The World of Art at the UN in Vienna
Friedensreich Hundertwasser (1928-2000) was an Austrian painter and architect. Born Friedrich Stowasser in Vienna, he became one of the best-known contemporary Austrian artists, although controversial, by the end of the 20th century.
His original and unruly artistic vision manifests itself in pictorial art, environmentalism, philosophy, and design of facades, postage stamps, flags, and clothing, to name only a few areas. He utilised bright colours, organic forms, a reconciliation of humans with nature, and a strong individualism rejecting straight lines.
Hundertwasser remains unique, although his architectural work is comparable to Antoni Gaudí (1852-1926) in its use of biomorphic forms and the use of tile. He was also inspired by the art of the Vienna Secession and by the Austrian painters Egon Schiele (1890-1918) and Gustav Klimt (1862-1918).
He was fascinated by spirals, and called straight lines "the devil's tools". He called his theory of art "transautomatism", based on Surrealist automatism, but focusing on the experience of the viewer, rather than the artist.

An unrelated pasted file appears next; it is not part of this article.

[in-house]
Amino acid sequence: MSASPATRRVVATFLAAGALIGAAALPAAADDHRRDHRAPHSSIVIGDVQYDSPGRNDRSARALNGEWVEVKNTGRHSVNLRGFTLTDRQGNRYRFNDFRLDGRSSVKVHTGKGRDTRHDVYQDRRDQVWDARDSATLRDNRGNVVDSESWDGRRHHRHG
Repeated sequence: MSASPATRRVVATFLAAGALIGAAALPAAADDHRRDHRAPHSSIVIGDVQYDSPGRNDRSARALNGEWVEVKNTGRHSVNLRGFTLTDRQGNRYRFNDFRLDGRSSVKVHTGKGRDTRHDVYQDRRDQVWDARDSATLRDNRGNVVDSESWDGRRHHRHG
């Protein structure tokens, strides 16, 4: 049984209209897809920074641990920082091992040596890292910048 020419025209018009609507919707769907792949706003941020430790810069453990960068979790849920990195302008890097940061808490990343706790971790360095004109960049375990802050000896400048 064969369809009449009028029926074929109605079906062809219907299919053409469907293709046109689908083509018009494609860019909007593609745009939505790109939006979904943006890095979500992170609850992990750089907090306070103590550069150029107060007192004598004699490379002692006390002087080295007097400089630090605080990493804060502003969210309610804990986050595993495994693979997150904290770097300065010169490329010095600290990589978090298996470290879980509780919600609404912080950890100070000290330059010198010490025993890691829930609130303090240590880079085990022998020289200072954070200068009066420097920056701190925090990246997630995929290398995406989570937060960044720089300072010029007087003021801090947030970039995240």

Although Hundertwasser first achieved notoriety for his boldly-coloured paintings, he is more widely known for his individual architectural designs. These designs use irregular forms, and incorporate natural features of the landscape. The Hundertwasserhaus apartment block in Vienna has undulating floors (the artist claimed that "an uneven floor is a melody to the feet"), a roof covered with earth and grass, and large trees growing from inside the rooms, with limbs extending from windows. He took no payment for the design of Hundertwasserhaus, declaring that the investment was worth it to "prevent something ugly from going up in its place".